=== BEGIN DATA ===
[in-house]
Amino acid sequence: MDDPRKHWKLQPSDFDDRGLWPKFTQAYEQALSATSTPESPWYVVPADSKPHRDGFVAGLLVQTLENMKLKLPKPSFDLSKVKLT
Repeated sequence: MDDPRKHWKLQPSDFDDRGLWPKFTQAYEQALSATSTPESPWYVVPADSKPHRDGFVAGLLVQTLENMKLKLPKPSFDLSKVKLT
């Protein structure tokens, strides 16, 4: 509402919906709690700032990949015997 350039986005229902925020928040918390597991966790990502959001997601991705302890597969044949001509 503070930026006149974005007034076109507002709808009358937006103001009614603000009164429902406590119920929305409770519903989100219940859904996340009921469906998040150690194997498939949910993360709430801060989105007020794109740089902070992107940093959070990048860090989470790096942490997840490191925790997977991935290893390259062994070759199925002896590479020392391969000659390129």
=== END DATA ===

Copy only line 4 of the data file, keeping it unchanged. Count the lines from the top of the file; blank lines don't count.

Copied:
């Protein structure tokens, strides 16, 4: 509402919906709690700032990949015997 350039986005229902925020928040918390597991966790990502959001997601991705302890597969044949001509 503070930026006149974005007034076109507002709808009358937006103001009614603000009164429902406590119920929305409770519903989100219940859904996340009921469906998040150690194997498939949910993360709430801060989105007020794109740089902070992107940093959070990048860090989470790096942490997840490191925790997977991935290893390259062994070759199925002896590479020392391969000659390129």